That's what Ukraine has been saying recently – that its troops push to encircle Bakhmut.
Ukrainians are retaking the flanks, and some of this is the high ground. The Russians are either going to have to withdraw, or they may get encircled at some point.
The Russians have very modest-sized reserve forces. Yes, they continue to bring in new replacements and try to form new elements and so forth, but it's not the kind of coherent process that Ukraine has done with the painstaking building of entire brigades of 3,350 troops and all of the associated combat support and combat service support systems.
There have been suggestions in the press that the U.S. intelligence is pessimistic about the counteroffensive. Do you think it's a widespread pessimism?
I think that a lot of analysts, including those who hold fort on television, learned that you can't go wrong by being pessimistic. Because if it doesn't work out, well, they all say: “Said so!” And if it does work out – well, they don't care, because everyone forgets about it.
And I think, frankly, that there's a degree of caution that is almost cultural to certain analytical circles.
We'll see what happens. There are intangibles here. One that I have not mentioned is the state of Russian morale, which has to be quite low. And then on the other side the state of Ukrainian morale, of soldiers, who are fighting their war of independence, who are going to become known as Ukraine's greatest generation.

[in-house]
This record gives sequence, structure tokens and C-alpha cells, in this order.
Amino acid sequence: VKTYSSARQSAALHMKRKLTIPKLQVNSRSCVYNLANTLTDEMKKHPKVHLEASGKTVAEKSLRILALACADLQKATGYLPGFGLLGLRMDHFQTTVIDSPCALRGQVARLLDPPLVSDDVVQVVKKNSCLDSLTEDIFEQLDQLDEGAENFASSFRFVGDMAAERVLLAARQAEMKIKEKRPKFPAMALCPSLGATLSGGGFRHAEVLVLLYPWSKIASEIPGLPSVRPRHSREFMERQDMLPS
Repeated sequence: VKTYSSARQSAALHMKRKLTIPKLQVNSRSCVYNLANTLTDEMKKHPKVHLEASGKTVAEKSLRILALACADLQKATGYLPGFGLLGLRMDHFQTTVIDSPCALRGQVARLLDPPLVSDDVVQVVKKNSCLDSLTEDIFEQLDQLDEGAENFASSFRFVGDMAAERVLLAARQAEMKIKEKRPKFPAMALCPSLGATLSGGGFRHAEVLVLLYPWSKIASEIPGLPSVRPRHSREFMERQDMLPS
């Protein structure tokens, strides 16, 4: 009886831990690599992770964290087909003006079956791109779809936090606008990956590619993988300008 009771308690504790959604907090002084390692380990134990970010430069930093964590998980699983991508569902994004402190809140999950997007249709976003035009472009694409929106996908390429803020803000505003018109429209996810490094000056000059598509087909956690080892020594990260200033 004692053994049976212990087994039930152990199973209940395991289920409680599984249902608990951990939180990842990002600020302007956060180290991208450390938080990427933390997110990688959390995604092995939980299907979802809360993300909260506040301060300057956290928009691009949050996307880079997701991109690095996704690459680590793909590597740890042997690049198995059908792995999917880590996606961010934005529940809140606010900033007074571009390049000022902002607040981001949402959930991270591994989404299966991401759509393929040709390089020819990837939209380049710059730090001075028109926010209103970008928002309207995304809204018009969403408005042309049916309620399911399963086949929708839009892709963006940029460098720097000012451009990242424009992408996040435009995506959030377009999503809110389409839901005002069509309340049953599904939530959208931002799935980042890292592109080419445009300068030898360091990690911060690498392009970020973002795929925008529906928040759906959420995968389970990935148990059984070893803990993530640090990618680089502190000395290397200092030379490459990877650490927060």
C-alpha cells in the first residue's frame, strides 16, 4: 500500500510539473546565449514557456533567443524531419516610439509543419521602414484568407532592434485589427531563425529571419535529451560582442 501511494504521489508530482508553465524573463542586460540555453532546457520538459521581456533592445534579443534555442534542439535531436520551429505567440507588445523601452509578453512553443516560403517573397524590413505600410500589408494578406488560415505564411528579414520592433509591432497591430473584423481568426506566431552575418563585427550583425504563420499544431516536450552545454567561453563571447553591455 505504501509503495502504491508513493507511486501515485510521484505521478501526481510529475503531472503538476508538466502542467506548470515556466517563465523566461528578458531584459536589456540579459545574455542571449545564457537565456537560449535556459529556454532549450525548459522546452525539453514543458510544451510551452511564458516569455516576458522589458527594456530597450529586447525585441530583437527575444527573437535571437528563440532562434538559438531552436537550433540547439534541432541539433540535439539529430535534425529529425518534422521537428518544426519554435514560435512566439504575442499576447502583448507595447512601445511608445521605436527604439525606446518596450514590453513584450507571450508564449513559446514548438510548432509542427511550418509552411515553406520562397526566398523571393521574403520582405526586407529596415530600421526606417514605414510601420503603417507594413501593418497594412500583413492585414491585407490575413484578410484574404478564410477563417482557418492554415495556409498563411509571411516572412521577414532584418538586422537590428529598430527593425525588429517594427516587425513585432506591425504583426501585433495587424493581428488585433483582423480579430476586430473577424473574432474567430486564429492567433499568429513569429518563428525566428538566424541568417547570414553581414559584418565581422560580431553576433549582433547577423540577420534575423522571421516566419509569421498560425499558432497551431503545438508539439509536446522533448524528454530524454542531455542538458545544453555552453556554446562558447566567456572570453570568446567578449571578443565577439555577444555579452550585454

Those who served in the U.S. military during World War II – have often been described as America's “Greatest Generation.” I think that, in time, those who are serving Ukraine right now – in the military, but also in other capacities – in government, and even in industry and civil society – will also come to be regarded as Ukraine's “Greatest Generation.”
You can feel it in Kyiv. The people are just…they're spitting in the face of adversity. It’s as if they’re saying – your drones aren't going to keep me off the street. They're not going to keep me from going to work. They're not going to keep me from even going out at night and enjoying the nice spring weather.
Yes, they're defiant. Yes, they're determined. But more importantly – they're capable. And there they have this Ukrainian capacity to innovate, that, I think, is going to transform the country after the war as well.
You mentioned the guarded approach among analysts. Do you think that one of the components of this guarded approach is that there is still a belief in Russia's military greatness?
I don't think it's a belief in Russia's military greatness. I think it's an awareness that Russia has more than three times the population size of Ukraine.